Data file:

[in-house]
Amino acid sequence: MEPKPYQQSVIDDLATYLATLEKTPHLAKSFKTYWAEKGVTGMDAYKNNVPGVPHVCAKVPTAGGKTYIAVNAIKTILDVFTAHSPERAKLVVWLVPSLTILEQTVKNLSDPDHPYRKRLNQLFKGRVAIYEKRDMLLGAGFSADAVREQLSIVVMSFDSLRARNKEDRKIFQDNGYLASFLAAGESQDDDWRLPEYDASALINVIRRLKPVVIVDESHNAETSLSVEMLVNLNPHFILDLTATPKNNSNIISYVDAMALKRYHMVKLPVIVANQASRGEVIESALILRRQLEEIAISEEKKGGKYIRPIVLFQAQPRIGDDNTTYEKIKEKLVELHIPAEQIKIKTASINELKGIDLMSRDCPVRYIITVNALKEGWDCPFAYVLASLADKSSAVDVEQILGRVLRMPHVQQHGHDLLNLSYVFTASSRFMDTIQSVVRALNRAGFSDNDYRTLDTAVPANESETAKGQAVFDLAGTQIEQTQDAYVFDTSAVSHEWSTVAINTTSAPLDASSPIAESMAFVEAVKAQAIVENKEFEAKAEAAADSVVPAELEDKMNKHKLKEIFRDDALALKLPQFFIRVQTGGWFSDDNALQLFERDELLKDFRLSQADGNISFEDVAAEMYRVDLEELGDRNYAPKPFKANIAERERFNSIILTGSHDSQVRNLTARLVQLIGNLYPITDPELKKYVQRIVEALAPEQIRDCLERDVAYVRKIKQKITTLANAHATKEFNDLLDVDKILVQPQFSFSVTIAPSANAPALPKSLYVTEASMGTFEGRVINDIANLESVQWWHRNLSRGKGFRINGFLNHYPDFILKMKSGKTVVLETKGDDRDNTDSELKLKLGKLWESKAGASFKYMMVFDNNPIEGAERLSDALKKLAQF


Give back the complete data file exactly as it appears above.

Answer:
[in-house]
Amino acid sequence: MEPKPYQQSVIDDLATYLATLEKTPHLAKSFKTYWAEKGVTGMDAYKNNVPGVPHVCAKVPTAGGKTYIAVNAIKTILDVFTAHSPERAKLVVWLVPSLTILEQTVKNLSDPDHPYRKRLNQLFKGRVAIYEKRDMLLGAGFSADAVREQLSIVVMSFDSLRARNKEDRKIFQDNGYLASFLAAGESQDDDWRLPEYDASALINVIRRLKPVVIVDESHNAETSLSVEMLVNLNPHFILDLTATPKNNSNIISYVDAMALKRYHMVKLPVIVANQASRGEVIESALILRRQLEEIAISEEKKGGKYIRPIVLFQAQPRIGDDNTTYEKIKEKLVELHIPAEQIKIKTASINELKGIDLMSRDCPVRYIITVNALKEGWDCPFAYVLASLADKSSAVDVEQILGRVLRMPHVQQHGHDLLNLSYVFTASSRFMDTIQSVVRALNRAGFSDNDYRTLDTAVPANESETAKGQAVFDLAGTQIEQTQDAYVFDTSAVSHEWSTVAINTTSAPLDASSPIAESMAFVEAVKAQAIVENKEFEAKAEAAADSVVPAELEDKMNKHKLKEIFRDDALALKLPQFFIRVQTGGWFSDDNALQLFERDELLKDFRLSQADGNISFEDVAAEMYRVDLEELGDRNYAPKPFKANIAERERFNSIILTGSHDSQVRNLTARLVQLIGNLYPITDPELKKYVQRIVEALAPEQIRDCLERDVAYVRKIKQKITTLANAHATKEFNDLLDVDKILVQPQFSFSVTIAPSANAPALPKSLYVTEASMGTFEGRVINDIANLESVQWWHRNLSRGKGFRINGFLNHYPDFILKMKSGKTVVLETKGDDRDNTDSELKLKLGKLWESKAGASFKYMMVFDNNPIEGAERLSDALKKLAQF